The seasons are changing again in Pennsylvania. Gold, orange, vermillion and ochre are all shining forth from the trees and glinting in the sunlight. I do enjoy fall with the colors and crisp air, but the one thing I don’t like is that it signifies the coming of winter with shorter days, colder weather and more indoor activities. The short daylight hours sadden me and needing to wear bulky layers to stay warm sets me on edge, annoyed at the need to strategically layer my clothing and dig my winter coat from the back of the closet.
Despite not appreciating all aspects of winter, I think it does offer the space to slow down and connect with others in a deeper way. Think about it — it’s a different kind of connection when you’re talking with a hot drink in hand, wrapped in a fuzzy blanket instead of hiking up a mountain with sweat running down your back, needing to stop just to take a deep breath.
Winter can present an opportunity for a more peaceful, reflective time. A time to “be” instead of “do.” A time to slow down and connect with people like the biblical Mary instead of Martha. My personality tends towards a Martha type lifestyle, so being forced to slow down can be initially frustrating yet ultimately meaningful.
In an interview with David J. Smith, a Fulbright scholar, professor and career coach, he was asked, “What are three steps individuals can take in everyday life to ensure their communication and actions contribute to a more peaceful environment?” Mr. Smith responded with these considerations:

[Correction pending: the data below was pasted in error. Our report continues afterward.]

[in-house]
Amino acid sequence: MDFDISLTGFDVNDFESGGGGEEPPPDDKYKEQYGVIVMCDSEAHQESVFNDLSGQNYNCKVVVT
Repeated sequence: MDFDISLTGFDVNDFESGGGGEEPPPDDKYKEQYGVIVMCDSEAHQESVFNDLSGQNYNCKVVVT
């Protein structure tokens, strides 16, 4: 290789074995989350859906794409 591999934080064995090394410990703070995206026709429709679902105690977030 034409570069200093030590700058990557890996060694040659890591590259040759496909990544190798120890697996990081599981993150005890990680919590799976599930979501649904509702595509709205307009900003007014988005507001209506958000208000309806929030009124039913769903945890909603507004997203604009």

One is that when we are engaging with people, we need to deeply listen to them fully and try not only to understand what they are saying but the spirit they are coming from and the motivations that they have.
The second thing is how we respond to what people say. We have to respond with curiosity, we have to respond by showing interest and a desire to be helpful so that the listening and the response become really important.
And the third thing is that words can’t be empty words, that is, they need to lead to action.
It certainly takes more time and energy to converse in this way, but doesn’t it create a deeper and more meaningful connection? These ideas about creating a peaceful environment resonate easily with our IVEP goals of growth as global citizens, learning and mutual transformation, and exploring and developing skills. Simply by listening well we can use this knowledge to build up our communities even during difficult times like COVID-19 and societal change.
What would it look like for me to take these ideas to heart while interacting with IVEPers, friends, neighbors and family? For me to really listen fully for understanding without planning my own response and personal agenda? What would it look like for you? Thank you, David J. Smith, for the reminder to listen deeply, be curious and take meaningful action, especially in the quieter winter months ahead.
Header photo caption: Autumn leaf. (Photo/Andrea Geiser Leaman)